Cabaret news. New York’s Tony Award-winning 54 Below granted non-profit status.

New York 54 Below
NYC's 54 Below granted non-profit status.

If you aren’t familiar with 54 Below, this thirty-second introduction will set the stage, and if you know the place, it will make you smile and bring back fun memories and remind you why 54 Below was the winner of the 2022 Tony Honors Award for Excellence in the Theatre

54 Below, a place of musical discovery, abounding joy, world-class dining, and top-shelf talent.

This morning I opened an email from Richard Frankel, Tom Viertel, and Steve Baruch. Their message was big news: 54 Below, our go-to Times Square cabaret—under their management—has gained nonprofit status. Reading the news, I applauded.

Shifting to 501(c)(3) status—after over a decade as a for-profit operation—is a huge move forward for the renowned supper club. While the club will continue celebrating Broadway, supporting new and emerging artists, launching new initiatives, and ensuring sustainability for the brilliantly programmed performance space, it will have new—and powerful—funding options.

Since its opening in 2012, 54 Below—located at 254 West 54th Street—has been known as Broadway’s Living Room. For more than a decade, the club has been a home away from home for Broadway legends and up-and-coming theatre professionals.

The spot is actually a home away from home for me, too.

In the early 70s, I was a kid actor on the CBS soap opera Love of Life and went to work at that address several days a week. Love of Life was the last TV show to be broadcast from CBS Studio 52, which later became the world-famous disco Studio 54. 54 Below is in the legendary VIP area downstairs from what was Studio 54.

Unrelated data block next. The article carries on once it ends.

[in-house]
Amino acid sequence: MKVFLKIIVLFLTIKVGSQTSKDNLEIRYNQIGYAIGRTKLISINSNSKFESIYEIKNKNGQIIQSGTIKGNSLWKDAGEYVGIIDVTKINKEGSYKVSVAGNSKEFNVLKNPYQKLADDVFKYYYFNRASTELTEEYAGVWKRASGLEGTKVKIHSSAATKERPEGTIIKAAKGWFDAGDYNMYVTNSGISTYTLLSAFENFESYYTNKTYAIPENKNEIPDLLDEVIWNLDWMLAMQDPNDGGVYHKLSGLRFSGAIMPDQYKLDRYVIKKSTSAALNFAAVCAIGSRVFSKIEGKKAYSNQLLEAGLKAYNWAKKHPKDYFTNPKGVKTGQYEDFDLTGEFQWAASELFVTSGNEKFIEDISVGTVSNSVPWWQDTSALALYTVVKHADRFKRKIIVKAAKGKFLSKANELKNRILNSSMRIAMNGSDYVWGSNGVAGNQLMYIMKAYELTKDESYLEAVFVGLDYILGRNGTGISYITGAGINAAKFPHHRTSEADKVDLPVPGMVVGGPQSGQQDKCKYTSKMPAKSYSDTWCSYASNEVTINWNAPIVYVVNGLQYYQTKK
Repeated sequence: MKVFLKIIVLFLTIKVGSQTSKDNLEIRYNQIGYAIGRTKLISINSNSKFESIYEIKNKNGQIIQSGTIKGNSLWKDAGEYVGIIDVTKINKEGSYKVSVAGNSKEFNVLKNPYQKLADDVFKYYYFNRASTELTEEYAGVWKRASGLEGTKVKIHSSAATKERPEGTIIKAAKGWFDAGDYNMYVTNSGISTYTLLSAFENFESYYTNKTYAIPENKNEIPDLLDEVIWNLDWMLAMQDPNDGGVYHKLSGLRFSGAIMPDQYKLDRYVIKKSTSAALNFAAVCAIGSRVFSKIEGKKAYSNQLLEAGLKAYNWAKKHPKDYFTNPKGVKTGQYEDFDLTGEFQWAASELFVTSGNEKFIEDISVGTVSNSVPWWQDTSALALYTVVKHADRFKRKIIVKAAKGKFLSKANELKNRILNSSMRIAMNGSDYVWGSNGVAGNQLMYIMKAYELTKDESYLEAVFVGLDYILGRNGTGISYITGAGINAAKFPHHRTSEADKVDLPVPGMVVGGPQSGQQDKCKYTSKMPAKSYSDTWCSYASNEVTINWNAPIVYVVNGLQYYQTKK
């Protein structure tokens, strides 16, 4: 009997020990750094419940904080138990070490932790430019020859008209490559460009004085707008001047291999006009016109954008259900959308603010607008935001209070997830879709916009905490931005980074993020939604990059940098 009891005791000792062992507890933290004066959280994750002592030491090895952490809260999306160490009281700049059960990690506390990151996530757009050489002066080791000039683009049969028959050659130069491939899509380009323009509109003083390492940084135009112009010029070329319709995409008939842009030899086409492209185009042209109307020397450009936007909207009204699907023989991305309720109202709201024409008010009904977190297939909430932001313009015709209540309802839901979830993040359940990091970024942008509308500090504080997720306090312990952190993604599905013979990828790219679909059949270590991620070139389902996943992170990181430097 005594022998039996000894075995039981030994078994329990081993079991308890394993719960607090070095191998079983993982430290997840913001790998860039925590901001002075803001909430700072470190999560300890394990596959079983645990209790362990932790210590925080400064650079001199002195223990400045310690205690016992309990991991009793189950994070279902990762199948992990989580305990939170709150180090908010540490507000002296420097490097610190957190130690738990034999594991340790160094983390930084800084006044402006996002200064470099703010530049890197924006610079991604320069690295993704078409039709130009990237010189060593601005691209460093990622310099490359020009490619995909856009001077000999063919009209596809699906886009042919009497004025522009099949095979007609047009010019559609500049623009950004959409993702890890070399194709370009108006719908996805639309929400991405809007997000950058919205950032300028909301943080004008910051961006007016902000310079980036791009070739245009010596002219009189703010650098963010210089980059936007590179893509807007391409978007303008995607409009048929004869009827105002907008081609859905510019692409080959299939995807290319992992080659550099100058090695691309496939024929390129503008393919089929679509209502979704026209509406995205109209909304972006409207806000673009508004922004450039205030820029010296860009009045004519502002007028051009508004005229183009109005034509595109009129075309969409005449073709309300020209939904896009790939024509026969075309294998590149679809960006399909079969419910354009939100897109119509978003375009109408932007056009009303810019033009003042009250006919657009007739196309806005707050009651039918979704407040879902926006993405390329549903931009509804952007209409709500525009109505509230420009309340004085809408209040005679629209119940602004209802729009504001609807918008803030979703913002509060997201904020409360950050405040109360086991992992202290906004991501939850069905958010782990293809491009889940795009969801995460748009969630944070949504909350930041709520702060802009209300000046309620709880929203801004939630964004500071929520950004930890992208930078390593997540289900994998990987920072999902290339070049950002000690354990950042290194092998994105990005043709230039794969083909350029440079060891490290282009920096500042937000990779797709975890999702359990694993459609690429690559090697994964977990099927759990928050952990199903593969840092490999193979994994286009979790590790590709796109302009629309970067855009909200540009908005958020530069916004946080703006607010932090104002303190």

The location opened on November 7, 1927, as the Gallo Opera House. It was renamed The New Yorker Theatre in 1939, and when it was acquired by CBS in 1942, it became CBS Radio Playhouse No. 4. The network’s third studio conversion from radio to TV, it became CBS Television Studio 52, and for decades it was one of the busiest CBS studios in the city.

When CBS sold the property it became one of the world’s most famous discos—Studio 54. The name was changed because the entrance is actually on West 54th Street.

This is the layout of the studio as it was in 1961, and it remained the same throughout my tenure there.

A decade before I started taking the IRT from my apartment on the upper west side to CBS 52 in midtown, it was home to I’ve Got a Secret, a panel show hosted by Gary Moore. Here’s a clip of Moore introducing viewers to the studio and some of the technical folks behind the scenes.

I’m always happy when, once in a while, an email conjures up some wonderful memories—memories that take me home again.

My 1970 headshot by Roy Blakey.

Here’s another NYC memory you might enjoy. Theatre People: A 70s Christmas in New York, a Dinner in Philadelphia, and a Petrified Christmas Tree.

By Stephen Brockelman

As a Sr. Writer at T. Rowe Price, I work with a group of the best copywriters around. We belong to the broader creative team within Enterprise Creative, a part of Corporate Marketing Services. _____________________________________________ A long and winding road: My path to T. Rowe Price was more twisted than Fidelity’s green line. With scholarship in hand, I left Kansas at 18 to study theatre in New York. When my soap opera paychecks stopped coming from CBS and started coming from the show’s sponsor, Proctor & Gamble, I discovered the power of advertising and switched careers. Over the years I’ve owned an ad agency in San Francisco; worked for Norman Lear on All in the Family, Good Times, Sanford and Son, and the rest of his hit shows; and as a member of Directors Guild of America, I directed Desi Arnaz in his last television appearance— we remained friends until his death. In 1988 I began freelancing full time didn’t look back. In January 2012 my rep at Boss Group called and said, “I know you don’t want to commute and writing for the financial industry isn’t high on your wish list, but I have a gig with T. Rowe Price in Owings Mills…” I was a contractor for eight months, drank the corporate Kool-Aid, became a TRP associate that August, and today I find myself smiling more often than not.

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